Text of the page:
Plus, they will have effectively covered all the major WiFi SoC and PC vendors.

          Once they have (successfully) sought redress from the US vendors, expect them to approach non-US manufacturers (eg. Lenovo) who sell into the US and/or regions that respect US utility patents.

          The only question in my mind is whether Qualcomm and/or other WiFi chipsets also infringe the Caltech patents.

  3. MiguelC Silver badge

    This still bugs me

    What I find troubling in cases like this one is that the patent holder doesn't only go after the developer of the infringing HW or SW, but after its licensed clients who, we must presume, acquired or licensed the product in good faith (in this case it isn't clear if HP, Dell and Microso~1 directly implemented the technologies at stake or only used Broadcom chippery, but HP and Dell don't usually design the comms chips they use).

    Under this principle, they can even go after the infringing party's customers

    Patent litigation should be limited to not go further than the implementer of the product in violation.

    1. Adam Azarchs

      Re: This still bugs me

      Generally when you license something like a chip, part of what you're paying for us for the manufacturer to indemnify you against such patent claims. Which is so say that while Microsoft is the one getting sued, it's Broadcom who will actually be paying. If that's not the case then Microsoft should be a lot more careful with their licensing contacts.

      "Good faith" doesn't mean you aren't liable to pay royalties. If you know you're infringing, that makes it willful, which makes you liable for a lot more.

    2. Roland6 Silver badge

      Re: This still bugs me

      >Patent litigation should be limited to not go further than the implementer of the product in violation.

      The 'net' needs to be drawn much tighter than this. Given the example of the 3D printer used in the linked ipwatchdog article, 'implementer' would still include the consumer end-user who had simply printed out something.

      I suspect you have to limit it to commercial entities who engage "persons skilled in the art" covered by the patent and who's job it is to design and implement technologies (and methods) that may infringe the patent.

      1. Robert Carnegie Silver badge

        Re: This still bugs me

        If as a consumer I take my Beatles music CD and put MP3 downloads of it on my personal web site, it's me they'll come after. Why wouldn't it be?

        1. Roland6 Silver badge

          Re: This still bugs me

          >If as a consumer I take my Beatles music CD and put MP3 downloads of it on my personal web site

          That's (music) copyright infringement, not (utility) patent infringement.

          The trouble is that it is very easy to determine copyright infringement and for joe public to know that they are infringing ie. it is okay for me to copy my CDs to MP3 for personal usage, but not to publish them on my website.

          In contrast, it is practically impossible for joe public to determine (utility) patent infringement. I suspect many practitioners have no idea whether what they implement may or may not infringe some broadly worded utility patent, unless they are using a patent to guide their design. I also suspect that many have used the idea's included in a published article and included them in their designs without worrying about whether the article is describing a patented method/invention.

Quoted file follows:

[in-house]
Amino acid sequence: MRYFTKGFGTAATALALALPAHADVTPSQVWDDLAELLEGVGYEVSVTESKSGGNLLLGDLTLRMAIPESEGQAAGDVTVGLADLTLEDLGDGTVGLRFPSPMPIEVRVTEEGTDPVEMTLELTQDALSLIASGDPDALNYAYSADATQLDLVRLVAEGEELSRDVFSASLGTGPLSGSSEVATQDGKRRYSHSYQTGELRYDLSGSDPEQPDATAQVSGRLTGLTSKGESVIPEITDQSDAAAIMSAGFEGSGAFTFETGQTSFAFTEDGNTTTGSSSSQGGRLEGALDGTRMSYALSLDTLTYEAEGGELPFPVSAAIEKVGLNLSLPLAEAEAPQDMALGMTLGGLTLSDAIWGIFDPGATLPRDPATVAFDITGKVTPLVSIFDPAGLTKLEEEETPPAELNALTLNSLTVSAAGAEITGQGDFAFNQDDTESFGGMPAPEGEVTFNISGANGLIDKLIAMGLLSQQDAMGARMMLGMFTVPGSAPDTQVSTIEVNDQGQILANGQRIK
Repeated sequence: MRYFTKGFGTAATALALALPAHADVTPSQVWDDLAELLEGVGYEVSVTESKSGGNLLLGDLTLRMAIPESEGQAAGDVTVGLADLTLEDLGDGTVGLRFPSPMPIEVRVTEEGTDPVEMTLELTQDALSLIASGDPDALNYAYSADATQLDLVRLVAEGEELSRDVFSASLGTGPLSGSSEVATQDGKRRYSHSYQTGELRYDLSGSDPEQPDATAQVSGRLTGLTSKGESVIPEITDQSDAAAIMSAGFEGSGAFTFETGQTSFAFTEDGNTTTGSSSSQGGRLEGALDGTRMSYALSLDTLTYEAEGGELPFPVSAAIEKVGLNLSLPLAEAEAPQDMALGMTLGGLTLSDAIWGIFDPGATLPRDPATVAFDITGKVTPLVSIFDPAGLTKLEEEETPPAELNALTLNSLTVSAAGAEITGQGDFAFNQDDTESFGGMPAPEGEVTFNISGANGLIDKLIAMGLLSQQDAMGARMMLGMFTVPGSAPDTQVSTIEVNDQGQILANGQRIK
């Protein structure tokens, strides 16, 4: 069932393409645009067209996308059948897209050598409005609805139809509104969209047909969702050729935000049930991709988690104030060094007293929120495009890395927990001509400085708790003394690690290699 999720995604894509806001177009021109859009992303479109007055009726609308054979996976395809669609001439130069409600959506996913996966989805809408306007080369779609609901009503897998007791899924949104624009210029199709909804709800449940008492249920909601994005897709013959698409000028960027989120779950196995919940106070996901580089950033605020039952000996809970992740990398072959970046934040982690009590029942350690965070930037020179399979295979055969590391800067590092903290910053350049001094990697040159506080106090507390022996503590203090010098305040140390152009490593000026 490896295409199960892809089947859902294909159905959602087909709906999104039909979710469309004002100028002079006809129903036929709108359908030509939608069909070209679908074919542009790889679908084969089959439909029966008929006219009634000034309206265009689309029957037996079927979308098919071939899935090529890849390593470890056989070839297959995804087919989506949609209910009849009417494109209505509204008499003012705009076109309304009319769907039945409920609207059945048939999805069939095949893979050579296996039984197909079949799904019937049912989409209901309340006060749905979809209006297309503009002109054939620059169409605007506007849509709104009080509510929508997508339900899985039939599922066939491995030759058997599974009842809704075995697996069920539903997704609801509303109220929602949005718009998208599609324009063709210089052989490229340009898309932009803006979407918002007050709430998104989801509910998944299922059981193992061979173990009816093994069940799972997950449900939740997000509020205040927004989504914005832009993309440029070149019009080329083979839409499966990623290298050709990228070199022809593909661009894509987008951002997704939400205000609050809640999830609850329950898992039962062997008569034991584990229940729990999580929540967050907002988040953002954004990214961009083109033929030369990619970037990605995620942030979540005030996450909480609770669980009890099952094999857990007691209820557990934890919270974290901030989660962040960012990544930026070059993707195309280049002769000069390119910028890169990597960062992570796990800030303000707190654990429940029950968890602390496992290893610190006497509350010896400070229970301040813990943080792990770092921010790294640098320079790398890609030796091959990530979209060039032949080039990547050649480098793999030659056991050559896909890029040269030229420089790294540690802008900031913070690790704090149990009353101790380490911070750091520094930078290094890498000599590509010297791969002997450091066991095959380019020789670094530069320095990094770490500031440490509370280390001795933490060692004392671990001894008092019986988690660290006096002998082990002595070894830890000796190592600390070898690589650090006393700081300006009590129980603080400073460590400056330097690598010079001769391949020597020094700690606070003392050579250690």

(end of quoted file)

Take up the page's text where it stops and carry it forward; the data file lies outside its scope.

1. Alan Brown Silver badge

            Re: This still bugs me

            " it is okay for me to copy my CDs to MP3 for personal usage,"

            in many countries it's not even legal to do that

  4. Pascal Monett Silver badge

    "also wants the cost of its attorneys' fees covered"

    Why is that not automatic ?

    If you win your court case, I would find it more than logical that the loser pays for everything.

    1. diodesign (Written by Reg staff) Silver badge

      Why is that not automatic ?

      You have to ask the courts what you would like, and it's decided upon. Judges typically don't preempt or assume a plaintiff or defendant's wishes.

      In short: don't ask, don't get.

      C.

  5. Daedalus Silver badge

    Talk to the organ grinder

    If I were Microsoft I'd suggest to somebody in Congress that paying federal money to an institution that indulges in this kind of patent trolling is maybe not such a good idea. If CaltTech wants to be a business then maybe it shouldn't have all those nice NASA bits attached anymore. I wonder how much they get paid for managing JPL.

    1. Roland6 Silver badge

      Re: Talk to the organ grinder

      Well that will fall on deaf ears, given the Caltech patents include this clause:

      GOVERNMENT LICENSE RIGHTS

      The U.S. Government has a paid-up license in this invention and the right in limited circumstances to require the patent owner to license others on reasonable terms as provided for by the terms of Grant No. CCR-9804793 awarded by the National Science Foundation.

      I therefore suggest an approach that might result in a beneficial outcome, would be to encourage the US government to exercise its right.

  6. J27 Silver badge

    I don't understand why the system integrators are being sued if Broadcom is the one who infringed on the patents. It seems like they're trying to go at everyone even tangentially related to this.

    1. Roland6 Silver badge

      >I don't understand why the system integrators are being sued if Broadcom is the one who infringed on the patents.

      Most probably for similar reasons MS decided a few years back to put pressure on large Linux using organizations on the basis it infringed MS patents...